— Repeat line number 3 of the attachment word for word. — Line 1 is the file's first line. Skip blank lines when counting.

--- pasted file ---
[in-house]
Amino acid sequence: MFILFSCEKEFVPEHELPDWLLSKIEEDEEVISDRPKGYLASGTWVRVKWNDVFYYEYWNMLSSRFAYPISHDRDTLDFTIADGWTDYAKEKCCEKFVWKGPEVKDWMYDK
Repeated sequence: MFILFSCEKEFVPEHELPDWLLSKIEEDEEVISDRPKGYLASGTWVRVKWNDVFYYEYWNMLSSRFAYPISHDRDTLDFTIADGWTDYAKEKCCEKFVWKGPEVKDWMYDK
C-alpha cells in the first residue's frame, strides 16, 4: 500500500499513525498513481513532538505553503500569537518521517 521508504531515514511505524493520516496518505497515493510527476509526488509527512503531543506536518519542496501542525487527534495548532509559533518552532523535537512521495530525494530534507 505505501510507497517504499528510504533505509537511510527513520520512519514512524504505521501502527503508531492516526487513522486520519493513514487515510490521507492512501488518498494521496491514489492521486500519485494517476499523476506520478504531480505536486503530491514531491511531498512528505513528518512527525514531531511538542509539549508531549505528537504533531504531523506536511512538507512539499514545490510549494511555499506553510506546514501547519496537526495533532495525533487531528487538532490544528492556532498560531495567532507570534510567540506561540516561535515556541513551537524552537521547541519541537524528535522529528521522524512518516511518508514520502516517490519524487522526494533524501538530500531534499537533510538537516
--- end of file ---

Repeated sequence: MFILFSCEKEFVPEHELPDWLLSKIEEDEEVISDRPKGYLASGTWVRVKWNDVFYYEYWNMLSSRFAYPISHDRDTLDFTIADGWTDYAKEKCCEKFVWKGPEVKDWMYDK